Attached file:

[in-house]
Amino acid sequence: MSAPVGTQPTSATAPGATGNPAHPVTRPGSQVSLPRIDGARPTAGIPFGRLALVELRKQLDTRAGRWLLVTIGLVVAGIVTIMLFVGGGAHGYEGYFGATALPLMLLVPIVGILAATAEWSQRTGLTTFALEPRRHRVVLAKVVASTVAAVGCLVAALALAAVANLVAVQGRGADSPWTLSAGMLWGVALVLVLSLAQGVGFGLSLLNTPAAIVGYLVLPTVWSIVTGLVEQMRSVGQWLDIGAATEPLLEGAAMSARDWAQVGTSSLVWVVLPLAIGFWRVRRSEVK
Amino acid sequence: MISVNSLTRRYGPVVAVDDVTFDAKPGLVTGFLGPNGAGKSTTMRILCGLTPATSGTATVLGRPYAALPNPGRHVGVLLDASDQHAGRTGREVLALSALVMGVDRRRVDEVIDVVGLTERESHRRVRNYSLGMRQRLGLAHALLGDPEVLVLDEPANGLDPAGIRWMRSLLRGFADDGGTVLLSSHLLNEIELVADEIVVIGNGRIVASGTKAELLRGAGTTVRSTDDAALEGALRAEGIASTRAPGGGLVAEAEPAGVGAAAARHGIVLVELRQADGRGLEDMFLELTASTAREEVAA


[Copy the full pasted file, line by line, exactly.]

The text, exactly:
[in-house]
Amino acid sequence: MSAPVGTQPTSATAPGATGNPAHPVTRPGSQVSLPRIDGARPTAGIPFGRLALVELRKQLDTRAGRWLLVTIGLVVAGIVTIMLFVGGGAHGYEGYFGATALPLMLLVPIVGILAATAEWSQRTGLTTFALEPRRHRVVLAKVVASTVAAVGCLVAALALAAVANLVAVQGRGADSPWTLSAGMLWGVALVLVLSLAQGVGFGLSLLNTPAAIVGYLVLPTVWSIVTGLVEQMRSVGQWLDIGAATEPLLEGAAMSARDWAQVGTSSLVWVVLPLAIGFWRVRRSEVK
Amino acid sequence: MISVNSLTRRYGPVVAVDDVTFDAKPGLVTGFLGPNGAGKSTTMRILCGLTPATSGTATVLGRPYAALPNPGRHVGVLLDASDQHAGRTGREVLALSALVMGVDRRRVDEVIDVVGLTERESHRRVRNYSLGMRQRLGLAHALLGDPEVLVLDEPANGLDPAGIRWMRSLLRGFADDGGTVLLSSHLLNEIELVADEIVVIGNGRIVASGTKAELLRGAGTTVRSTDDAALEGALRAEGIASTRAPGGGLVAEAEPAGVGAAAARHGIVLVELRQADGRGLEDMFLELTASTAREEVAA